Take the 2-minute tour ×
Mathematics Stack Exchange is a question and answer site for people studying math at any level and professionals in related fields. It's 100% free, no registration required.

There's this question in my calculus book that goes something like this:

The derivative of the area of a circle with respect to its radius is equal to the circle's circumference ($dA/dr = 2 \pi r$). Give a geometric explanation of why this is the case.

To me this is really obvious, but I find it hard to put into words. If you increased the radius of the circle by putting your finger inside it and pushing the edge outward, then you would have to push it around the whole circumference of the circle. Heh. I don't know.

share|improve this question
Related: math.stackexchange.com/questions/625/… –  Henry May 21 '11 at 23:49
This kind of argument also works for a square: if $h$ is half the side then the circumference is $8s$ and $dA/dh = 8s$. –  Henry May 21 '11 at 23:59
@Henry: I'm assuming you mean that "if $h$ is half [the length of $s$, the length of] the side [of a square], then the circumference [of the square] is $4s = 8h$, and its area $A = (2h)^2 = 4h^2$, so $dA/dh = 8h$?" –  amWhy May 22 '11 at 0:32
@Amy: Yes - thank you for spotting the typo. I intended ending with "the circumference is 8h and $dA/dh=8h$". –  Henry May 22 '11 at 0:54
@Henry: that's what I figured (I knew you knew what you were doing!)...I just thought I'd clarify your comment, since, unfortunately, the "window" in which to edit comments expires! –  amWhy May 22 '11 at 0:58
add comment

3 Answers 3

up vote 8 down vote accepted

It's because the area of a circle is really the sum of infinitely many circles' circumferences, which is the integral: $$ \int^r_0 \! 2\pi{}t \, dt $$

See http://betterexplained.com/articles/a-gentle-introduction-to-learning-calculus/ for a nice explanation

share|improve this answer
Awesome! Thank you! –  Matt Gregory May 21 '11 at 23:49
Wow, that site is really awesome! "Calculus does to algebra what algebra did to arithmetic." I've never thought of it that way! –  Matt Gregory May 21 '11 at 23:58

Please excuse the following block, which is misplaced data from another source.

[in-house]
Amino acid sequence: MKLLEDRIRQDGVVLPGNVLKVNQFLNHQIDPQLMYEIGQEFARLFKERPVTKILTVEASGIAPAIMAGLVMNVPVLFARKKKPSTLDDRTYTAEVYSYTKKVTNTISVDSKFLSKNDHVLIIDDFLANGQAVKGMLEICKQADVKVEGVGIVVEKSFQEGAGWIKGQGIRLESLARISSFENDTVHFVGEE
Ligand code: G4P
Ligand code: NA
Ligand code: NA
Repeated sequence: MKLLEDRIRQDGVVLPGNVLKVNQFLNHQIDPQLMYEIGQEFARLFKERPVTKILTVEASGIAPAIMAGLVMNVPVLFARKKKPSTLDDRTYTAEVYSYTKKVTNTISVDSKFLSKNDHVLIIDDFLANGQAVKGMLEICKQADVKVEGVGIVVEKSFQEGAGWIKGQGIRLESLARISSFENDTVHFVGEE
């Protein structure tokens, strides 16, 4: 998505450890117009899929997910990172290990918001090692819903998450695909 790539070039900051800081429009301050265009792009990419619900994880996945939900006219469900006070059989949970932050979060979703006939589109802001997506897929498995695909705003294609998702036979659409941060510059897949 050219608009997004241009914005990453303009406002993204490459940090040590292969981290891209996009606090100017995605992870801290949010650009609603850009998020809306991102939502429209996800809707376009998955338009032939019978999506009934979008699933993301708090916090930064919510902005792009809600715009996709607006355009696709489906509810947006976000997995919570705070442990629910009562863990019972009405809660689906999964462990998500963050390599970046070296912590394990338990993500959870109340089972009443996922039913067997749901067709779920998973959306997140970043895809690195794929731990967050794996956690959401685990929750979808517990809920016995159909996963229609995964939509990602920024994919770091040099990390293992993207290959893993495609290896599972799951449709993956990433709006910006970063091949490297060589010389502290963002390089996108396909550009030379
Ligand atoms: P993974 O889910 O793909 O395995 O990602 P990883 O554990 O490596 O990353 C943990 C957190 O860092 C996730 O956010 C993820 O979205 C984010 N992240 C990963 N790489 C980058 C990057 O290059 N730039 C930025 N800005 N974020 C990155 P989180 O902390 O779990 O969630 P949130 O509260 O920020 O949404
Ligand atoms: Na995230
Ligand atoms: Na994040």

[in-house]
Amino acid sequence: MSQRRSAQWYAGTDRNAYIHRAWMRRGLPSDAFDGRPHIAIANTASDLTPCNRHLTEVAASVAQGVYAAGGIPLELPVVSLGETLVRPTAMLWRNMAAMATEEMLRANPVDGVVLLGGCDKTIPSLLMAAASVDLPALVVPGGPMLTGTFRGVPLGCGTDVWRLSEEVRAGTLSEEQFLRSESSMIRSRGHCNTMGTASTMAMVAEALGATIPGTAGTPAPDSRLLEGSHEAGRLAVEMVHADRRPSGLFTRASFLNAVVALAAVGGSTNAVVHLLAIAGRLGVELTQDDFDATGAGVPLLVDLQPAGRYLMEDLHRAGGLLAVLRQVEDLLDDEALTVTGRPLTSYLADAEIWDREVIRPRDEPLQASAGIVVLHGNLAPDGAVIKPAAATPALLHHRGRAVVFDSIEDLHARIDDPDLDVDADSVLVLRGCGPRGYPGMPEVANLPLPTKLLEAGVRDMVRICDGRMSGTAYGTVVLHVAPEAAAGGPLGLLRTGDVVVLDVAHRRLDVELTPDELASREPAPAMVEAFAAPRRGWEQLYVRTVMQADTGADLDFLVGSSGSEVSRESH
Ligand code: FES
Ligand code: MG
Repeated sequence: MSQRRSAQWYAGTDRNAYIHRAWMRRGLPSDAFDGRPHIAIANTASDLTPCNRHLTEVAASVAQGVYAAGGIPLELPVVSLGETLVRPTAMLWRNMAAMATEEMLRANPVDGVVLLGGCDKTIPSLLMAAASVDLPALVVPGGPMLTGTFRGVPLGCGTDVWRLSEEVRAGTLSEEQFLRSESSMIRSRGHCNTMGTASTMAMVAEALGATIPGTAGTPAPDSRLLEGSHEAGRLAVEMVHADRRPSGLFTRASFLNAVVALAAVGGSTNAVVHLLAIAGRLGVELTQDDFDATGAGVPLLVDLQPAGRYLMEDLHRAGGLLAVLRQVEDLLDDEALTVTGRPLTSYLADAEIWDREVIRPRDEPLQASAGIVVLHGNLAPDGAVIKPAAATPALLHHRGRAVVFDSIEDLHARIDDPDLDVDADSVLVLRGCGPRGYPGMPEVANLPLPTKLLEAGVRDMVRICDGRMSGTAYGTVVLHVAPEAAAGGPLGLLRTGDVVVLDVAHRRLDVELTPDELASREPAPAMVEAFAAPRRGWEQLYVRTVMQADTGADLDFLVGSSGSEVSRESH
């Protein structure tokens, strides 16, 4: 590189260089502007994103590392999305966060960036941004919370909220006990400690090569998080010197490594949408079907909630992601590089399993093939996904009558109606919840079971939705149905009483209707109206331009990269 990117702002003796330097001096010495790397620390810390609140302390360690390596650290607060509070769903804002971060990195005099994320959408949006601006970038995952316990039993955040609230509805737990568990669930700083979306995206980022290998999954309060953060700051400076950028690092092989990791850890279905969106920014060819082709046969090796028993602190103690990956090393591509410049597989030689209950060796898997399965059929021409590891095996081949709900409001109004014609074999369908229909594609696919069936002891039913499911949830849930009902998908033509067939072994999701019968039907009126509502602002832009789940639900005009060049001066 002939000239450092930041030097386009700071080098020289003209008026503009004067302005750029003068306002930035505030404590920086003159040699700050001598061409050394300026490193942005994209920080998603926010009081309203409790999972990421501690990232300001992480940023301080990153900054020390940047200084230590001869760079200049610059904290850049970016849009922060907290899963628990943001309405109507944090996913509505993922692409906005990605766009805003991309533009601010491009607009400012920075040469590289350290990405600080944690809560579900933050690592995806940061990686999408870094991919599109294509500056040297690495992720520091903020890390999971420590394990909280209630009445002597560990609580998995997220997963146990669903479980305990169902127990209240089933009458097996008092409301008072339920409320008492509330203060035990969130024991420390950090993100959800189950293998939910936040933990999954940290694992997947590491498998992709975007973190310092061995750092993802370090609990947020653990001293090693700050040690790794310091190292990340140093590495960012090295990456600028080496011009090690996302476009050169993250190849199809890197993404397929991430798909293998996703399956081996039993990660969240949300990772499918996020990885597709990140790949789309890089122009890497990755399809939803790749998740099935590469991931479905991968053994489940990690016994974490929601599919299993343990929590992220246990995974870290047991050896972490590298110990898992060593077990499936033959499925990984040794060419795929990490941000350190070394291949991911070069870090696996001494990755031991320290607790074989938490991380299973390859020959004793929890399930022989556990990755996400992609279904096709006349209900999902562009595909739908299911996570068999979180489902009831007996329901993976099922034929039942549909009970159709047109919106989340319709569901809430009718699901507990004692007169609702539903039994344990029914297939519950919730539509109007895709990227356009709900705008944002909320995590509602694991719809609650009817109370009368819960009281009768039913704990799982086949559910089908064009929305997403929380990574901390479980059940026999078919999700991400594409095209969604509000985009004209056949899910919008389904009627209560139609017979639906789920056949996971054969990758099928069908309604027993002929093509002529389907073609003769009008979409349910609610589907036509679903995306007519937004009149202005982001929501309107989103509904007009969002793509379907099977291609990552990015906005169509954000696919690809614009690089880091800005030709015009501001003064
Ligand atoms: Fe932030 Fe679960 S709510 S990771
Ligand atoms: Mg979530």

add comment

That's not too bad. Try this one:

If you want a larger circle with the same centre which has radius $r+\Delta r$ then the circumference of the bigger circle is $2\pi (r+\Delta r)$. The edge is a constant $\Delta r$ from the edge of the original circle all the way round.

The area between the two circles is somewhere between that of a $\Delta r \times 2\pi r$ rectangle and a $\Delta r \times 2\pi (r+\Delta r)$ rectangle. So the rate of change of this area as $\Delta r$ changes is between $2\pi r$ and $2\pi (r+\Delta r)$; take the limit as $\Delta r$ tends to $0$ to get the result.

share|improve this answer
add comment

Draw a circle with area $A$ and radius $r$, then draw around it a larger circle. The distance from your first circle to the second is $dr$, and the difference of the areas is $dA$. As $dr \to 0$, $dA$ goes to the circumference of the interior circle, hence $dA \to 2\pi r\:dr$. I hope this is helpful, I apologize as I don't know how to use TeX on this site =S
No worries; the LaTeX formatting has been provided.

share|improve this answer
add comment

Your Answer


By posting your answer, you agree to the privacy policy and terms of service.

Not the answer you're looking for? Browse other questions tagged or ask your own question.